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About Georgia

from 30 April, 1999


Georgian Songs and Music
Songs & Music
Traditional (Folk) songs
Modern songs
Dancing music
Hamlet GonashviliAn element of the rich and diverse culture of the Georgian people, the traditional songs of Georgia are a musical chronicle of the country's history. Despite the numerous incursions of foreign invaders - Arab, Mongolian, Turkish, Persian - Georgia has preserved its language, both oral and written, its architecture, its religion and a large number of unique songs and melodies.

Developed over the centuries, the traditions and styles of performance have been handed down from generation to generation by outstanding singers, many of whom founded their own schools and whose memory lives on in the minds of the Georgian people.

Georgian folk music is one of the most important elements in the treasure house of Georgian spiritual culture, an aural chronicle of Georgia's centuries-old history.

The specific geography of Georgia, its historic and social conditions have brought about the development of a number of dialects, both linguistic and musical, that are named after the respective place-names: Kakheti, Kartli, Racha, Svaneti, Megrelia, Imereti, Guria, Ajaria and others. The musical dialects of all those regions differ in rhythm, intonation, texture and harmony, whole sharing one common feature: polyphonic singing. Georgia folk songs mostly contain three voice-parts. However, four-part labour songs are encountered in Guria and Ajaria. In these parts of Western Georgia a distinctive kind of figurative polyphonic-singing is widespread "krimanchuli" or "gankivani", a type of yodel.

Georgian folk music, featuring complex, three-part, polyphonic harmonies, has long been a subject of special interest among musicologists. There are many talented folk groups in Georgia whose common purpose is to revive and preserve Georgian folk music. The Rustavi Choir, formed in 1968, is the best known Georgian group performing a traditional repertoire.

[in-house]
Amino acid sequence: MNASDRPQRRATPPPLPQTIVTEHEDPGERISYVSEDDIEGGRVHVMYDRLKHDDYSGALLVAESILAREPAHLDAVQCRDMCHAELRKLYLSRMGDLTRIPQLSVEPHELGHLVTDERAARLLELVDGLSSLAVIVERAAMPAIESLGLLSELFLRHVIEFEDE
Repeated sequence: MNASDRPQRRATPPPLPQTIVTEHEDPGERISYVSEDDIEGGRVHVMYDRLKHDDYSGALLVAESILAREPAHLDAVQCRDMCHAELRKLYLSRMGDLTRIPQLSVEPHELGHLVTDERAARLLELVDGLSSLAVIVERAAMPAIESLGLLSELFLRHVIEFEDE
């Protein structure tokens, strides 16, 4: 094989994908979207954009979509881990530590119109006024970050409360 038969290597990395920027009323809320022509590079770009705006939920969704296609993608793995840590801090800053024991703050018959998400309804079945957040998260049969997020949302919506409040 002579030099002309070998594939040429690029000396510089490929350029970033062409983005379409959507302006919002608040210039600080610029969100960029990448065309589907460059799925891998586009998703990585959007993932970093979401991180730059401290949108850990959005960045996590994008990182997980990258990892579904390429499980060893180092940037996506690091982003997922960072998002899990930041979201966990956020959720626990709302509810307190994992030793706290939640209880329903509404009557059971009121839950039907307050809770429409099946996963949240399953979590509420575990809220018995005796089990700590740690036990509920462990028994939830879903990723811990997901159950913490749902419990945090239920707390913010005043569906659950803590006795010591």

In today's Georgia, folk songs are most frequently sung around the table. The ceremonial dinner (supra), a frequent occurrence in Georgian homes, is a highly ritualized event that itself forms a direct link to Georgia's past. On such occasions, rounds of standardized and improvised toasts typically extend long into the night.

Georgian songs and music on the Audio CDs
  • Rustavi Choir: Oath At Khidistavi-Heroic Song
    Audio CD
    (January 20, 1998)
    Price: $13.99 by
    Price: $13.99 by
  • Rustavi Choir: Georgian Voices
    Audio CD (November 14, 1989)
    Price: $13.49 by
    Price: $13.49 by
  • Marani: Soupra - The Georgian Banquet
    Audio CD (October 13, 1998)
    Price: $12.99 by
    Price: $12.99 by
  • Kartuli Musika / L Issakadze, Georgisches Kammerorchester
    Audio CD (January 10, 1996)
    Price: $16.99 by

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